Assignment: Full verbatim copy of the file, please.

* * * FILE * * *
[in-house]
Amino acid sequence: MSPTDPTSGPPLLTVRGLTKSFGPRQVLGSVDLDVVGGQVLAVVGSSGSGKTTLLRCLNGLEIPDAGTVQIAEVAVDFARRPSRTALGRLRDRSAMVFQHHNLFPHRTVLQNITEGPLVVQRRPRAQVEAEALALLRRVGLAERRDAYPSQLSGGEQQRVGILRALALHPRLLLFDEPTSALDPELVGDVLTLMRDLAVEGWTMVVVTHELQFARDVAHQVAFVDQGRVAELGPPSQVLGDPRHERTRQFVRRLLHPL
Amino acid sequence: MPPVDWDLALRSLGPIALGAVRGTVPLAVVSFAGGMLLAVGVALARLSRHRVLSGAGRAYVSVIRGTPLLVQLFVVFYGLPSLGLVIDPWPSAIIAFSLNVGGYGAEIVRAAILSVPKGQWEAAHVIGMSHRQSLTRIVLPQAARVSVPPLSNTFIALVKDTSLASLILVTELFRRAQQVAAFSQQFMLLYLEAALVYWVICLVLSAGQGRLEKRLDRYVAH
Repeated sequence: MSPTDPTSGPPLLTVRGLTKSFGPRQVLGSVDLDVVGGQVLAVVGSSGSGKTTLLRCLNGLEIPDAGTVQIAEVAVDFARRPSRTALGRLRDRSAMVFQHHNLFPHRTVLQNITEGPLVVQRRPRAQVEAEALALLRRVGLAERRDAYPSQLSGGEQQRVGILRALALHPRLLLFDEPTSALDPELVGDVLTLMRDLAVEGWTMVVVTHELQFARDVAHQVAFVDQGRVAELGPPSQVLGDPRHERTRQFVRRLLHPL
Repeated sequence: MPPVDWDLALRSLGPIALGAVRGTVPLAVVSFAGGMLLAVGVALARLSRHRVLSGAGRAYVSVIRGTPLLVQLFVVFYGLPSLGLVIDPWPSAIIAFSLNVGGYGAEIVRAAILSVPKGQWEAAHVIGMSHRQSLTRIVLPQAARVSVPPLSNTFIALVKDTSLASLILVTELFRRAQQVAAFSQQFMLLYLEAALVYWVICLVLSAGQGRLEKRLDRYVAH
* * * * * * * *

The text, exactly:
[in-house]
Amino acid sequence: MSPTDPTSGPPLLTVRGLTKSFGPRQVLGSVDLDVVGGQVLAVVGSSGSGKTTLLRCLNGLEIPDAGTVQIAEVAVDFARRPSRTALGRLRDRSAMVFQHHNLFPHRTVLQNITEGPLVVQRRPRAQVEAEALALLRRVGLAERRDAYPSQLSGGEQQRVGILRALALHPRLLLFDEPTSALDPELVGDVLTLMRDLAVEGWTMVVVTHELQFARDVAHQVAFVDQGRVAELGPPSQVLGDPRHERTRQFVRRLLHPL
Amino acid sequence: MPPVDWDLALRSLGPIALGAVRGTVPLAVVSFAGGMLLAVGVALARLSRHRVLSGAGRAYVSVIRGTPLLVQLFVVFYGLPSLGLVIDPWPSAIIAFSLNVGGYGAEIVRAAILSVPKGQWEAAHVIGMSHRQSLTRIVLPQAARVSVPPLSNTFIALVKDTSLASLILVTELFRRAQQVAAFSQQFMLLYLEAALVYWVICLVLSAGQGRLEKRLDRYVAH
Repeated sequence: MSPTDPTSGPPLLTVRGLTKSFGPRQVLGSVDLDVVGGQVLAVVGSSGSGKTTLLRCLNGLEIPDAGTVQIAEVAVDFARRPSRTALGRLRDRSAMVFQHHNLFPHRTVLQNITEGPLVVQRRPRAQVEAEALALLRRVGLAERRDAYPSQLSGGEQQRVGILRALALHPRLLLFDEPTSALDPELVGDVLTLMRDLAVEGWTMVVVTHELQFARDVAHQVAFVDQGRVAELGPPSQVLGDPRHERTRQFVRRLLHPL
Repeated sequence: MPPVDWDLALRSLGPIALGAVRGTVPLAVVSFAGGMLLAVGVALARLSRHRVLSGAGRAYVSVIRGTPLLVQLFVVFYGLPSLGLVIDPWPSAIIAFSLNVGGYGAEIVRAAILSVPKGQWEAAHVIGMSHRQSLTRIVLPQAARVSVPPLSNTFIALVKDTSLASLILVTELFRRAQQVAAFSQQFMLLYLEAALVYWVICLVLSAGQGRLEKRLDRYVAH